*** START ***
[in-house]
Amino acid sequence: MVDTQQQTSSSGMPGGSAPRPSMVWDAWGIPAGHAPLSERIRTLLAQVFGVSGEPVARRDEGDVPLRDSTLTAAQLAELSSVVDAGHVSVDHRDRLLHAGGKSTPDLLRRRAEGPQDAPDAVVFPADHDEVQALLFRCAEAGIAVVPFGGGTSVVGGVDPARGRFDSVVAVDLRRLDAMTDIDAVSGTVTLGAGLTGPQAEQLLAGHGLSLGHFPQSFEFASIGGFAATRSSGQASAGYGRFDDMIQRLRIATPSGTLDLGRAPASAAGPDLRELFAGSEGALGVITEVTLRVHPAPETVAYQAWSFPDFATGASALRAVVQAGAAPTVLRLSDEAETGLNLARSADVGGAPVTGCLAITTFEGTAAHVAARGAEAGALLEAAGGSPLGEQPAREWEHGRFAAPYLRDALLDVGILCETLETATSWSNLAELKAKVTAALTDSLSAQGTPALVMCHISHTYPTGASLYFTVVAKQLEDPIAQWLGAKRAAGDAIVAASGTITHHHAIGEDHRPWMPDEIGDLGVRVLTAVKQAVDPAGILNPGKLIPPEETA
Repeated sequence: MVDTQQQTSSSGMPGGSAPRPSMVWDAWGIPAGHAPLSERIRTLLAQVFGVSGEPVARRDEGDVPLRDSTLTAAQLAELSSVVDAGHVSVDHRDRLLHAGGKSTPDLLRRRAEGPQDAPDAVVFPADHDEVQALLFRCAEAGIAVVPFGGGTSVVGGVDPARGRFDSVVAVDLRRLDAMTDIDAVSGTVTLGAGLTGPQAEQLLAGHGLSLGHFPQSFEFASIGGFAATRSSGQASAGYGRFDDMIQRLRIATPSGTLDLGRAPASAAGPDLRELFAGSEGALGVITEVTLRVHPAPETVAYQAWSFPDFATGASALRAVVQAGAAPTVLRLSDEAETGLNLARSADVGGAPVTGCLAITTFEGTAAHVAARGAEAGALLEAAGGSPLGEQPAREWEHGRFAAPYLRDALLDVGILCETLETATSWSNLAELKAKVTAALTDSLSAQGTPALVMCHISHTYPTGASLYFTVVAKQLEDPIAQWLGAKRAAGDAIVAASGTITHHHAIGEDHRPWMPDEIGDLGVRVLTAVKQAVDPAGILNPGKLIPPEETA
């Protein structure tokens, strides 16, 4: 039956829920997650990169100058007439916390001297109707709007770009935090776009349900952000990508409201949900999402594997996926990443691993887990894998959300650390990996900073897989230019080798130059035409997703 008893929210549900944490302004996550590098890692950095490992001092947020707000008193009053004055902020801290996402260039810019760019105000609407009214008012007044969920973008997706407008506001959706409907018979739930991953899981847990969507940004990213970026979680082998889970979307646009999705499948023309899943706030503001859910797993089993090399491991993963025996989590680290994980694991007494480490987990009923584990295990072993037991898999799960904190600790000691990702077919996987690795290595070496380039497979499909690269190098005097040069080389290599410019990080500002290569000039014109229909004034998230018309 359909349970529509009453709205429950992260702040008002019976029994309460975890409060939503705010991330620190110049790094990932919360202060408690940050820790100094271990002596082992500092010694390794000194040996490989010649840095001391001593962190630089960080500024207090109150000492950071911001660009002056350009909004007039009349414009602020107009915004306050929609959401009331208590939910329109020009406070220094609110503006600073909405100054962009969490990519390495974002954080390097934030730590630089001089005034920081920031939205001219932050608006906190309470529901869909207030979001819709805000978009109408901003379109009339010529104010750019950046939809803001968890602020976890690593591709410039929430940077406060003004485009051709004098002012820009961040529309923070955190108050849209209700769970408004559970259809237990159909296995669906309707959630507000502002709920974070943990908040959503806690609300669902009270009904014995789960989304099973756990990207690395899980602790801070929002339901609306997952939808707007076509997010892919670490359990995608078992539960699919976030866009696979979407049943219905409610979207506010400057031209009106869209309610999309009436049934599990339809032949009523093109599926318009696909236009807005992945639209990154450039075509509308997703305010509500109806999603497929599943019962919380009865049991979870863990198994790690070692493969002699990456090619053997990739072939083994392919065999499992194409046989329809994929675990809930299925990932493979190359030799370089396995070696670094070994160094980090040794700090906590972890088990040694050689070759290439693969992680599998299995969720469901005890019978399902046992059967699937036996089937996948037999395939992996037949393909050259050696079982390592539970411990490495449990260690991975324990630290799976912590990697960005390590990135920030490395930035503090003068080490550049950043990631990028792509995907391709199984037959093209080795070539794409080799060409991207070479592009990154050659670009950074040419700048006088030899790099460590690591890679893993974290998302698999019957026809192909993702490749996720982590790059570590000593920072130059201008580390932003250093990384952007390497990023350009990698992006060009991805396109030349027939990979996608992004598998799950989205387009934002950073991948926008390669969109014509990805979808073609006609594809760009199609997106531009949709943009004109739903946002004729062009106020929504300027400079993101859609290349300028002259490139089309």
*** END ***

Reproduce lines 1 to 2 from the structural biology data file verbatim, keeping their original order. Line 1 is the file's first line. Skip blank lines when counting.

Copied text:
[in-house]
Amino acid sequence: MVDTQQQTSSSGMPGGSAPRPSMVWDAWGIPAGHAPLSERIRTLLAQVFGVSGEPVARRDEGDVPLRDSTLTAAQLAELSSVVDAGHVSVDHRDRLLHAGGKSTPDLLRRRAEGPQDAPDAVVFPADHDEVQALLFRCAEAGIAVVPFGGGTSVVGGVDPARGRFDSVVAVDLRRLDAMTDIDAVSGTVTLGAGLTGPQAEQLLAGHGLSLGHFPQSFEFASIGGFAATRSSGQASAGYGRFDDMIQRLRIATPSGTLDLGRAPASAAGPDLRELFAGSEGALGVITEVTLRVHPAPETVAYQAWSFPDFATGASALRAVVQAGAAPTVLRLSDEAETGLNLARSADVGGAPVTGCLAITTFEGTAAHVAARGAEAGALLEAAGGSPLGEQPAREWEHGRFAAPYLRDALLDVGILCETLETATSWSNLAELKAKVTAALTDSLSAQGTPALVMCHISHTYPTGASLYFTVVAKQLEDPIAQWLGAKRAAGDAIVAASGTITHHHAIGEDHRPWMPDEIGDLGVRVLTAVKQAVDPAGILNPGKLIPPEETA